Business of the Church: Technology (2 of 5)

This is a part of a series of posts responding to the question: Is the church a business? Today the focus is on technology.

Technology is an important part of my every day work as a pastor at Resurrection. We have a full time Information Technology department here at Resurrection made up of 8 staff persons. They keep internet, phone, communications and computers up and running.

As a pastor, I have found that technology helps me connect with people. Through blogging, email and church management software I am able to have contact and connection with far more people than would otherwise be possible. Technology also serves to make process and procedures more efficient allowing me to be able to spend more time with people.

The bottom line is that technology allows me to connect with more people and spend more time in personal interaction with persons.

Do you see technology as a part of the church? If so, in what way? If not, why not?

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5 thoughts on “Business of the Church: Technology (2 of 5)

  1. Hey Andrew,

    I just took a workshop at our Probationer retreat on using technology to increase productivity and thus more creative time for ministry. One of the main points the presenter made was that clergy today have so many more demands on their time and things to tend to than did clergy a generation or more ago. Thus, no wonder we don’t go visit like pastor so-and-so did, we’ve got many other equally justifiable things to get to. Now, how we got here might be a topic for another post. But bottom line, absolutely technology should be part of the church. Whatever we can automate to free us for more fruitful ministry, the better. Of course the trick, like with technology in the rest of life, is that we exercise that freedom for fruitful ministry, and not simply allow ourselves to get busier doing more tasks.

  2. Technology can also be a time sucker. And I don’t just mean facebook 🙂
    My church is drawing close to screen and projector in worship. And I recently realized if we will utilize it effectively…that’s one more thing to worry about and work on for Sunday morning. Computers are essential but they break and require extra staff or really knowledgable, on the ball lay-people to maintain. How many churches have out-of-date and poorly presented websites?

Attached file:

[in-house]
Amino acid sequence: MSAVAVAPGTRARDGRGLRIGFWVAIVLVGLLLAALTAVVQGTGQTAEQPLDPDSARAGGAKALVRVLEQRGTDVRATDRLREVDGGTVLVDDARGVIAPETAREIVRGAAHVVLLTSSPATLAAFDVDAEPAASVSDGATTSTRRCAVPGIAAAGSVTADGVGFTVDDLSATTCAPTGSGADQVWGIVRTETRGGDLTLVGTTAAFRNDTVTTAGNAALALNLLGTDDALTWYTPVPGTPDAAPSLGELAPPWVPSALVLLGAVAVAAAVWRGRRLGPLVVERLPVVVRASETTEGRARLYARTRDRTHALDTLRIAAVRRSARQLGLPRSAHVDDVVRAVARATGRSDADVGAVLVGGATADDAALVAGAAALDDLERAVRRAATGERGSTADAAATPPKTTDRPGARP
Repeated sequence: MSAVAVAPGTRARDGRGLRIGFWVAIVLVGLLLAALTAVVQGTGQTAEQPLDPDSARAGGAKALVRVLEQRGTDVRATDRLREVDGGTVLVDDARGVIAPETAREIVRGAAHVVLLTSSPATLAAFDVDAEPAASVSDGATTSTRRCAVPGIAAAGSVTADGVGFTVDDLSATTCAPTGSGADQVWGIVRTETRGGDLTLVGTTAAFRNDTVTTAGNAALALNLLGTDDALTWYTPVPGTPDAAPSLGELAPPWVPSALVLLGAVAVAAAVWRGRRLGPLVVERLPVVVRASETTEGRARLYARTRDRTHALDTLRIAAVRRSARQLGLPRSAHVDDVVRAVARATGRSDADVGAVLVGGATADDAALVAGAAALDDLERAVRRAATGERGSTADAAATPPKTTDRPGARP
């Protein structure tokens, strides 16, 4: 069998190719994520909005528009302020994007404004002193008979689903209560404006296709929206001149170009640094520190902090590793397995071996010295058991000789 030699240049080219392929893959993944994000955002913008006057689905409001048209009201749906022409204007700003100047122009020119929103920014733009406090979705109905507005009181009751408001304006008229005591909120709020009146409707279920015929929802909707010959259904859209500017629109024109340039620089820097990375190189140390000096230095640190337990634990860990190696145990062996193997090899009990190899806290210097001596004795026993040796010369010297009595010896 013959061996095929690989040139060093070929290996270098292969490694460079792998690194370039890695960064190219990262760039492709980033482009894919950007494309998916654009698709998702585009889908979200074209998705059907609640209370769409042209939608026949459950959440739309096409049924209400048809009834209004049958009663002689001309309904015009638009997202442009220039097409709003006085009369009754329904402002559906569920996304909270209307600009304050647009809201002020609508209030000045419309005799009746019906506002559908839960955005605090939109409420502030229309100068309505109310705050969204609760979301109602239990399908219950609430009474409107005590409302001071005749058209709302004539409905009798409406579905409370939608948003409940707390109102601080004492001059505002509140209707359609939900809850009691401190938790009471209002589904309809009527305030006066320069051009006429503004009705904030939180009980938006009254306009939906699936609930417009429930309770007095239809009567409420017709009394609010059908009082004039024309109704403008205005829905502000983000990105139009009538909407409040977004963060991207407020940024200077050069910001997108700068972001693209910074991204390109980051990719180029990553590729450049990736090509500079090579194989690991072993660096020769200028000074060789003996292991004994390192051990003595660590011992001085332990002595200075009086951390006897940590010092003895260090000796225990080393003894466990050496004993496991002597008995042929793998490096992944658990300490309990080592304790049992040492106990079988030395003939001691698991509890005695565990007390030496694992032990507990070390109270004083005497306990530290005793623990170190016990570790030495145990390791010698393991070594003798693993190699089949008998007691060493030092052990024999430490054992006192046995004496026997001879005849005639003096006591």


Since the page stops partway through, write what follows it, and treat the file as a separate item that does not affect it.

I think depending on the church’s attiutude toward technology and its resources in that area, techonology can be as difficult as it is helpful.

    And personally I think cell phones help some pastors have even worse boundries with parishoners than they otherwise would. But i also think that cell phones can encourage most anyone to have poor boundaries (ingoring the people you are with in favor of the not-so-urgent text or phone call).

  3. I thought about your post a few days ago when I was stuck in the woods….. Well if that did not hook you nothing will. We were actually about 6 miles down a gravel road in a TN wildlife management area bouldering when we got a flat tire, not a big deal until the jack snapped in half. We had noticed at least two UMCs in the neighboring towns. This is what made me think of your post. If I had number in my cell phone that would connect me with an operator who could use my location to connect me to a local UM that would be willing to lend a brother a hand. Now that would be my idea of a connectional system. A technology like this would be very cheap easy to implement. One 24/7 position for the whole country, a Google connection, and a simple database is all that would be required. Technology that enables the church to be better at being the church is valuable. Technology that gets in the way of connection is not a good thing.
    bart

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